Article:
Later that night and after missing my next resupply in Keystone, I decided to get some rest for the first time on this journey after riding/hiking for 42 hours straight. After some very replenishing sleep, I passed Mount Rushmore just after sunrise on my way to Custer State Park. My next resupply at the State Game Lodge was much needed and came just in time. Fall colors blurred together in the sunset as I whizzed down some tarmac to the southernmost point of the loop, Wind Cave National Park.
At the base of the loop, the course turns sharply north again, linking back up to singletrack and the Centennial Trail. This stretch proved to be arduous in the dark, and I missed another resupply at Blue Bell Lodge. At around 2 a.m., I decided to call it a night and slept on my favorite trail in the Black Hills, Paha Sapa. I woke to the first and only rain of the entire trip and hunkered down for about an hour until it passed.
Eventually, I made it to the Silver Lake Lodge where I assumed I would be eating a hot breakfast. That was not the case, so I settled for a couple of Reece’s Cups and a Hershey’s bar from the front desk of the hotel. The next section of the BHX follows an old forest service access road that winds its way up a steep mountain. On the way down the other side (and if you’re lucky), you can see the Crazy Horse National Monument. But, on this day, it was covered by dense fog.
As I got closer to Hill City, at around mile 320, all I could think about was a warm meal. I stopped at the Alpine Inn and ordered two separate entrées, the German platter and a monte cristo, as well as a tall beer.
After a much-needed resupply, I headed toward Silver City, where I turned onto Trail #40. This particular trail is known for two things: 30+ creek crossings and banks covered in poison ivy. I set my resolve on Deerfield Lake and planned to stay there for the night so I could grab breakfast in the morning. I woke up early and waited for the store to open. During an enormous breakfast, I checked Trackleaders and saw the second-place rider only a few miles away from the lake. I stopped for a couple of minutes on the shore and saw Garrick Ploog across the water. This was the first time I had seen a fellow rider since day one, so I gave him a customary eagle’s “cacaw!” to get his attention. We exchanged a few words across the lake then went our own ways.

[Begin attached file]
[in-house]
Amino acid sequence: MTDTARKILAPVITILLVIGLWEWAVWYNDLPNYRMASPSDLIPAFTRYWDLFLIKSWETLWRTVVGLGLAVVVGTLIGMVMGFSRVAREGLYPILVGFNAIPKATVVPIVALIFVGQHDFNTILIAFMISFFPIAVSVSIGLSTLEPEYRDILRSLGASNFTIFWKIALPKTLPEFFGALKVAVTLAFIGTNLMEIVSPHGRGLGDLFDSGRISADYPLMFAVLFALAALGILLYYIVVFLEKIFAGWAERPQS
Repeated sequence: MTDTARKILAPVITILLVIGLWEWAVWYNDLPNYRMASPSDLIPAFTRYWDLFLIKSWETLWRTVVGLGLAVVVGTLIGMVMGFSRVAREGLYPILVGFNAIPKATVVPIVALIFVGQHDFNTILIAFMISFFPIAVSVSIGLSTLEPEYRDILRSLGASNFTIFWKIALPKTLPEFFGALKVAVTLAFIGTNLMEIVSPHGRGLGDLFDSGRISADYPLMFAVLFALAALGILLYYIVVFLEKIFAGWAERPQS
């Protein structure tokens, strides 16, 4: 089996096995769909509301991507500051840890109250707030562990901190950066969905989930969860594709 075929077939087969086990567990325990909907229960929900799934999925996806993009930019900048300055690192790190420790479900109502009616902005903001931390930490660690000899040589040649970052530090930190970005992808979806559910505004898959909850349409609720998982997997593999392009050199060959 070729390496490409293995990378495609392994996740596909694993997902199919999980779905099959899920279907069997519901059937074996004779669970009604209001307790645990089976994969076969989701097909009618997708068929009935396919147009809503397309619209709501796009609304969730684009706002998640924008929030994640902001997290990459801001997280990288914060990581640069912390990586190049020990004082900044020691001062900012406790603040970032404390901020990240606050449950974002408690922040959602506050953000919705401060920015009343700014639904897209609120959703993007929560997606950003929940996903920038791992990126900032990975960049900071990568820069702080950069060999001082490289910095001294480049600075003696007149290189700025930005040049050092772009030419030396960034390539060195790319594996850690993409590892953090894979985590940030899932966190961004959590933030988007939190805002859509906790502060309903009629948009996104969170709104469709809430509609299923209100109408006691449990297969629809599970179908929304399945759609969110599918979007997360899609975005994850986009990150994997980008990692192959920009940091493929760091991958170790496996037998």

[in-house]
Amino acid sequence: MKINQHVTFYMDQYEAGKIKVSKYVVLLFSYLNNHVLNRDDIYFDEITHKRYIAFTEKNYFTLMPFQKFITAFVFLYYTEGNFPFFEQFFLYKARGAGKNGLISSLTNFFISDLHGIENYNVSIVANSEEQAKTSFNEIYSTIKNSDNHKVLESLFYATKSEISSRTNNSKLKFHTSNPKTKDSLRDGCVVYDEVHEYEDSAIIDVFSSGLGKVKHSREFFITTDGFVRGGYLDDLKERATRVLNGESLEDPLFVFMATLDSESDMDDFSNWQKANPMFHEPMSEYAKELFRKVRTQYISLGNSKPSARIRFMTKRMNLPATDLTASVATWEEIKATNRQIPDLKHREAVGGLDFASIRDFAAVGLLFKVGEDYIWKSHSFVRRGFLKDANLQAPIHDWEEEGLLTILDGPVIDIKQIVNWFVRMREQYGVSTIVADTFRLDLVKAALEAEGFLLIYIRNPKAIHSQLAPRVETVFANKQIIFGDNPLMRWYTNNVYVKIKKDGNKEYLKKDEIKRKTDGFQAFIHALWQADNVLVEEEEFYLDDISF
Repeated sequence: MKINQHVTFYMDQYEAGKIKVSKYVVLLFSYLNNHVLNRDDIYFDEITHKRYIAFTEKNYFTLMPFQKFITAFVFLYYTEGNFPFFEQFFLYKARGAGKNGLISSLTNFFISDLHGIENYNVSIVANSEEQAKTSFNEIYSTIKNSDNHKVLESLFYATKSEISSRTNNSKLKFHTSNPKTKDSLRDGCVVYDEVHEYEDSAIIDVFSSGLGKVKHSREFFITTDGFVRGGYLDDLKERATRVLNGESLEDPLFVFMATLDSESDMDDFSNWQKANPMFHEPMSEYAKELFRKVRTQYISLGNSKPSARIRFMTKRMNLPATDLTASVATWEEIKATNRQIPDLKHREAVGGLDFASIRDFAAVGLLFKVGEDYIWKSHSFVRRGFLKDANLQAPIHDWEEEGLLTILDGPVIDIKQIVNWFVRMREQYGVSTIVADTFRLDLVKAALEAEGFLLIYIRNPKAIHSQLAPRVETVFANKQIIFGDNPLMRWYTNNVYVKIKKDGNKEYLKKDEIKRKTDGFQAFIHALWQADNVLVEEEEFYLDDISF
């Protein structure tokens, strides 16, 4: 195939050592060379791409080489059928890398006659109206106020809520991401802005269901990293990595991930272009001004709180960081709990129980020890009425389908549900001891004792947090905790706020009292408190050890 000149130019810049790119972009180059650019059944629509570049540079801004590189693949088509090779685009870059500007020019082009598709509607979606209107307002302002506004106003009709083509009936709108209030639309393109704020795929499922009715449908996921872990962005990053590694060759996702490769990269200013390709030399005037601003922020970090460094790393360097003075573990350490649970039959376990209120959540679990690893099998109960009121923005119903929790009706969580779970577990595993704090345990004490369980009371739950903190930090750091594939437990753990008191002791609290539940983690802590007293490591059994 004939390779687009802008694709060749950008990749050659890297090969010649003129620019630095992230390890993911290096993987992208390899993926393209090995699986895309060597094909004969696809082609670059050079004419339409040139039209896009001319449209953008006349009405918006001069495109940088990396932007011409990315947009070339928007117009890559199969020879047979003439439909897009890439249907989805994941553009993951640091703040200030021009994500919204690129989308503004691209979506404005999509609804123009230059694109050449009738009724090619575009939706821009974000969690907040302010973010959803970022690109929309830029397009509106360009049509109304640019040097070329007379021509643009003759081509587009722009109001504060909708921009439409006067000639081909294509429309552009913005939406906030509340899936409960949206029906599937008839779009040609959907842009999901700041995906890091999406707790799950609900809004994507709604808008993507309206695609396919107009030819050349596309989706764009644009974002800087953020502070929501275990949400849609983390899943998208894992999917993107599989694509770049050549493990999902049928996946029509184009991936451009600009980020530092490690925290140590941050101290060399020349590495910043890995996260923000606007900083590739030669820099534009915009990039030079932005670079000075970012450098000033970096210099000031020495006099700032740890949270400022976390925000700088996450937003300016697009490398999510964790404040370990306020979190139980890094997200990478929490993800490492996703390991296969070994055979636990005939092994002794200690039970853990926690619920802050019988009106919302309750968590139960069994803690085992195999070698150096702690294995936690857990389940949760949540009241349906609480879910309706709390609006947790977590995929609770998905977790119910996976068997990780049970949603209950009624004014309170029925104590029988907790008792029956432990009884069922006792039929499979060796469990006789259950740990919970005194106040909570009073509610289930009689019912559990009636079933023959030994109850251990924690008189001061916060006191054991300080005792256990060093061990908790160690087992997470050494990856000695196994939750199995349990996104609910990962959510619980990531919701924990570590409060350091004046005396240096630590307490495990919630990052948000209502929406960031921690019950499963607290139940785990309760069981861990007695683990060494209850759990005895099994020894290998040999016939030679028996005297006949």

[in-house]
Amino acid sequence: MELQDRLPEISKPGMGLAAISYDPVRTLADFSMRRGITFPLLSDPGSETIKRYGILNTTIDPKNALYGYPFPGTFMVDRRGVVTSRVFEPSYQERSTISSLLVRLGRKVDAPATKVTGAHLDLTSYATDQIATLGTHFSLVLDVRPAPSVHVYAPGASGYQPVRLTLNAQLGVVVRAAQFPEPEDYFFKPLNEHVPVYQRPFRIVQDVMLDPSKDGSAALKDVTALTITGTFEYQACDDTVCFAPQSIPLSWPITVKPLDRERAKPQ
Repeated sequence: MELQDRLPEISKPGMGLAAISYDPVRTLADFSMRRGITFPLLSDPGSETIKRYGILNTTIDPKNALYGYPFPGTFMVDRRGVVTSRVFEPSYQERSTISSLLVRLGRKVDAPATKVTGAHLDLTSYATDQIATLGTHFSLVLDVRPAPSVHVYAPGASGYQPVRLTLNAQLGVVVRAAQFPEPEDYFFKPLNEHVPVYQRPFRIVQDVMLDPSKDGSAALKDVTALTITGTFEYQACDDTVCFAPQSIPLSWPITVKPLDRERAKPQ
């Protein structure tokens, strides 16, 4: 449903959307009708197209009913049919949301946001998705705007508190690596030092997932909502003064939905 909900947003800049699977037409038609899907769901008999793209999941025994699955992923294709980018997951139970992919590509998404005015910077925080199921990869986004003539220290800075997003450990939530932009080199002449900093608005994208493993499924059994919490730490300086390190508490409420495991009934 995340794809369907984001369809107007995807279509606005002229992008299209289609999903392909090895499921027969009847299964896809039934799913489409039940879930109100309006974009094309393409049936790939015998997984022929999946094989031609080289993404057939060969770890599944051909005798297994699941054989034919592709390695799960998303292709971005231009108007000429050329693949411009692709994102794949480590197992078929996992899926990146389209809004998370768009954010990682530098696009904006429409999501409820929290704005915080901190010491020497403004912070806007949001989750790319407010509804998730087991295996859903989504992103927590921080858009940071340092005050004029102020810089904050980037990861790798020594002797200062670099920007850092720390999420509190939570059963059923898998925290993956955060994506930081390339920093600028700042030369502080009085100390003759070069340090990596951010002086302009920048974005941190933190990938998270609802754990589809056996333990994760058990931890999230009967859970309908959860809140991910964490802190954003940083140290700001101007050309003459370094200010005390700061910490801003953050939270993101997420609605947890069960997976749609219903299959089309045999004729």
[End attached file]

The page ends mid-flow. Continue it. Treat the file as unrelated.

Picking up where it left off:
The next section is fairly flat and mostly follows gravel roads, making it some of the faster riding on the course. But on this day, that wasn’t the case due to a 30 mile per hour headwind. Just before dark, I climbed to the Cement Ridge Lookout, a significant and final high point from where you catch a view of Spearfish and the finish line. Most of the riding between this point and the end is on the Dakota Five-0 race course, which includes some of the best singletrack around Spearfish. Progress was slow after dark, and I mistakenly put empty batteries in my Garmin a few times.
I eventually made it to the finish line at Crow Peak Brewery at 11 p.m. with a total time of 4 days and 17 hours. Garrick finished 15 minutes later, closing a once 40-mile gap down to a mere two or three at the end. Friends greeted us at the finish and we shared some high fives, a few beers, and some epic stories.
2022 Black Hills Expedition Results
- 1st Place: Zach Stone (4D:17H)
- 2nd Place: Garick Ploog (4d:17H:15M)
- 3rd Place: Paul Bosworth (5d:11H:55M)
- 4th Place: Jason Thorman (5d:11H:55M)
- 5th Place: Jim Gerhardt (6d:6H:30M)